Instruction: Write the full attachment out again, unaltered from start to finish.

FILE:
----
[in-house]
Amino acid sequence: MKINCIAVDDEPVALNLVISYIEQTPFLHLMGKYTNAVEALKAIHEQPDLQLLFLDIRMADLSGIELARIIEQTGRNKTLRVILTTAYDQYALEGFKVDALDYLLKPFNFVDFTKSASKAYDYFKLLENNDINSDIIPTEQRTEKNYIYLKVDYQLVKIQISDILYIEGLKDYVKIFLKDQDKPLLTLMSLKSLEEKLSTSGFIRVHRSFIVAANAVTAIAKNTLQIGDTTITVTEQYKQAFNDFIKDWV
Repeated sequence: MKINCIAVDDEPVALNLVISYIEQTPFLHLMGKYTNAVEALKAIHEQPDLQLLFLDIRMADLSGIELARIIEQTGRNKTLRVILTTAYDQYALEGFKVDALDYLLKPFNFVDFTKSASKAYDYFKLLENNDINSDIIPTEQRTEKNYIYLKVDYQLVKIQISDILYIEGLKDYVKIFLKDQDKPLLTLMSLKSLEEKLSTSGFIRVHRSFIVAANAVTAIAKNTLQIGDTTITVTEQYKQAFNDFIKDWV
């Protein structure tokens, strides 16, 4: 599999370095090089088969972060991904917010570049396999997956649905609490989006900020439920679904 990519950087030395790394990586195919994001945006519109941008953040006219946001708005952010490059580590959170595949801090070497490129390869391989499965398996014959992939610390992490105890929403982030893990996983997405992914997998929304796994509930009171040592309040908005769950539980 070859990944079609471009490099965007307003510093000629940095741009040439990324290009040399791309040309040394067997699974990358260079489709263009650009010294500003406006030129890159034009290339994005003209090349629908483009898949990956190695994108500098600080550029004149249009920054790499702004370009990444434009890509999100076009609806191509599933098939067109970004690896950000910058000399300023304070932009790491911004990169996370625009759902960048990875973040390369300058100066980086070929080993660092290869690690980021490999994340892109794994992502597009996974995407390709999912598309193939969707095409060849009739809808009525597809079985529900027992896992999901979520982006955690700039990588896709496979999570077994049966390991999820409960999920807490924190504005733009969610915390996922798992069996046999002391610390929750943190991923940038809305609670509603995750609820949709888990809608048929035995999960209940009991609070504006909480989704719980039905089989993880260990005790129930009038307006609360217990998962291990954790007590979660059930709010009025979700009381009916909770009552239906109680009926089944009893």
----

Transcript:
[in-house]
Amino acid sequence: MKINCIAVDDEPVALNLVISYIEQTPFLHLMGKYTNAVEALKAIHEQPDLQLLFLDIRMADLSGIELARIIEQTGRNKTLRVILTTAYDQYALEGFKVDALDYLLKPFNFVDFTKSASKAYDYFKLLENNDINSDIIPTEQRTEKNYIYLKVDYQLVKIQISDILYIEGLKDYVKIFLKDQDKPLLTLMSLKSLEEKLSTSGFIRVHRSFIVAANAVTAIAKNTLQIGDTTITVTEQYKQAFNDFIKDWV
Repeated sequence: MKINCIAVDDEPVALNLVISYIEQTPFLHLMGKYTNAVEALKAIHEQPDLQLLFLDIRMADLSGIELARIIEQTGRNKTLRVILTTAYDQYALEGFKVDALDYLLKPFNFVDFTKSASKAYDYFKLLENNDINSDIIPTEQRTEKNYIYLKVDYQLVKIQISDILYIEGLKDYVKIFLKDQDKPLLTLMSLKSLEEKLSTSGFIRVHRSFIVAANAVTAIAKNTLQIGDTTITVTEQYKQAFNDFIKDWV
């Protein structure tokens, strides 16, 4: 599999370095090089088969972060991904917010570049396999997956649905609490989006900020439920679904 990519950087030395790394990586195919994001945006519109941008953040006219946001708005952010490059580590959170595949801090070497490129390869391989499965398996014959992939610390992490105890929403982030893990996983997405992914997998929304796994509930009171040592309040908005769950539980 070859990944079609471009490099965007307003510093000629940095741009040439990324290009040399791309040309040394067997699974990358260079489709263009650009010294500003406006030129890159034009290339994005003209090349629908483009898949990956190695994108500098600080550029004149249009920054790499702004370009990444434009890509999100076009609806191509599933098939067109970004690896950000910058000399300023304070932009790491911004990169996370625009759902960048990875973040390369300058100066980086070929080993660092290869690690980021490999994340892109794994992502597009996974995407390709999912598309193939969707095409060849009739809808009525597809079985529900027992896992999901979520982006955690700039990588896709496979999570077994049966390991999820409960999920807490924190504005733009969610915390996922798992069996046999002391610390929750943190991923940038809305609670509603995750609820949709888990809608048929035995999960209940009991609070504006909480989704719980039905089989993880260990005790129930009038307006609360217990998962291990954790007590979660059930709010009025979700009381009916909770009552239906109680009926089944009893």